The making of traditional handicrafts is a skill that these days must compete with the mastering of computers and the internet. But with the rapid rise of cruise tourism and its accompanying demand for authentic souvenirs, handicraft is making a comeback. That development had not yet blossomed in 1994 when we featured Jane Williams as part of a series called "Coming of Age".
"I spend all my time weaving. I don't worry to go nowhere, but sit down in my house and do my weaving; it's a pleasure to me."
Rudy Castillo, Narrator
As clay pots give way to Tupperware, and homespun cloth to synthetic fabric, less and less do the traditional crafts and materials touch our lives. Ironically, because they are so rare, these skills are now revered as precious and a vital part of a community's identity and culture. One of these skills is weaving, a craft kept alive by the nimble fingers of sixty-five year old Jane Williams, who has almost single-handedly battled to keep her art from being elbowed aside by the strong arm of mass production.
"When I was at school, I made the baskets out of the palmetto leaves and sell it every Saturday to buy my books to go to school."
Taught to weave with palmetto, Jane has since changed to coconut palm, readily available in Dangriga. Harvesting the palm with a machete, she fillets out the out the spine, collecting the brown needle like leaves for weaving.
"There was no palmetto present one day, so the good Lord say, try the coconut leaf. Then I got up--I had tree in the yard--pull the coconut leaf and I start to work on it and I complete my hat."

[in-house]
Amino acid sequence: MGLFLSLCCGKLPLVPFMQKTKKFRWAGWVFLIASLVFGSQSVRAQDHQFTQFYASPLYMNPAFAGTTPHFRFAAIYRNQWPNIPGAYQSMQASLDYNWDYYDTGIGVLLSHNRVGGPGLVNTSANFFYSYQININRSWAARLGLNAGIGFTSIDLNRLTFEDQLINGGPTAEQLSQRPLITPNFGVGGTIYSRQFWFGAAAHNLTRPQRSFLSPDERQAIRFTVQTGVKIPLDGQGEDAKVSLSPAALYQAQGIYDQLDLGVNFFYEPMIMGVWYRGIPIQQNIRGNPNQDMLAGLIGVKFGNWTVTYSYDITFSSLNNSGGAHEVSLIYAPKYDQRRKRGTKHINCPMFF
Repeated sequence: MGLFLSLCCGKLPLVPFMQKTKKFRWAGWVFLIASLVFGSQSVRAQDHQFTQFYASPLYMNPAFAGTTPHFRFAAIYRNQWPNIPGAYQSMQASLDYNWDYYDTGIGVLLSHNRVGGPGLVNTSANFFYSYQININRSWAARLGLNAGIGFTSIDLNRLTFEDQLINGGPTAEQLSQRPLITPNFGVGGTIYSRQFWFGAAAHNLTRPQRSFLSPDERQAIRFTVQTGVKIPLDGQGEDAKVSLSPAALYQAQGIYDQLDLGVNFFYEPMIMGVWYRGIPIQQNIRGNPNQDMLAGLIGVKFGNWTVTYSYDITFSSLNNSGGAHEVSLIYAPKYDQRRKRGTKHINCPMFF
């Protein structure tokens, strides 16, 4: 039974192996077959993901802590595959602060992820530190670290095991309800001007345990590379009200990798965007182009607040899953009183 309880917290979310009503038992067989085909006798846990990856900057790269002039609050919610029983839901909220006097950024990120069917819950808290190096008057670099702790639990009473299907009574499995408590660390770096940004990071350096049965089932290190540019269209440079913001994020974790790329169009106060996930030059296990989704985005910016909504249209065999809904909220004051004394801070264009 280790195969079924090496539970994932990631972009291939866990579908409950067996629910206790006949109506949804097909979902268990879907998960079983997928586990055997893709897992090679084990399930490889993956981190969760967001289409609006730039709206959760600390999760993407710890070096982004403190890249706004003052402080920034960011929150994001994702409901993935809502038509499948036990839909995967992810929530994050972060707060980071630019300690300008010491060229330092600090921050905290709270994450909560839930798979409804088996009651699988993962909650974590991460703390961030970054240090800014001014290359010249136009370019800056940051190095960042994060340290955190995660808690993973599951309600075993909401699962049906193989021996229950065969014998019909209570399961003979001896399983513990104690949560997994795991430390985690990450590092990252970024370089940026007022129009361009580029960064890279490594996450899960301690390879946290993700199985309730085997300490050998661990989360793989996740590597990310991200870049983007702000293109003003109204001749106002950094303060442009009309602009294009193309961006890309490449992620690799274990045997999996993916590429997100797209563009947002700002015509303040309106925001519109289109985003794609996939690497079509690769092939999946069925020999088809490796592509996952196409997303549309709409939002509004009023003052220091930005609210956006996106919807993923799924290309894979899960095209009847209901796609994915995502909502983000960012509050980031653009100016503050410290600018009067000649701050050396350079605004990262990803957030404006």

Jane's craft is not part of a culture just because it is a traditional way of making ends meet; perhaps also adorn the heads of celebrants in the most important event in the Garifuna calendar: Settlement Day.
"They buy all the hats from me before the nineteenth of November. That was the hat that we wear to go to church and parade with."
On November nineteenth each year, Garifuna people from all over Belize and abroad head home to Dangriga to remember the day when as free people the descendants of African slaves and Carib Indians landed on Belize's shores.
"Some came in small boats, some of them walking on the beach. And when they reach to this river and they taste it, it was fresh. And they say that this was the place they were going to stay and they called it Dangriga."
Though the Garifuna are conspicuously proud of their heritage, Jane regrets that the old culture and language is dying out.
"We have to blame ourselves because we're supposed to teach our children our language."
It is not just the language that is standing still. Despite her efforts to get the younger generation into weaving, few have taken on the skill. If the art of weaving is not passed on the young generation, then Jane Williams will be one of the few people surviving who can turn a palm in her fingers into a work of art.
"The advice that I want to give the youngsters, is to try and learn a trade for themselves. This trade keeps me alive, keep me to feel younger."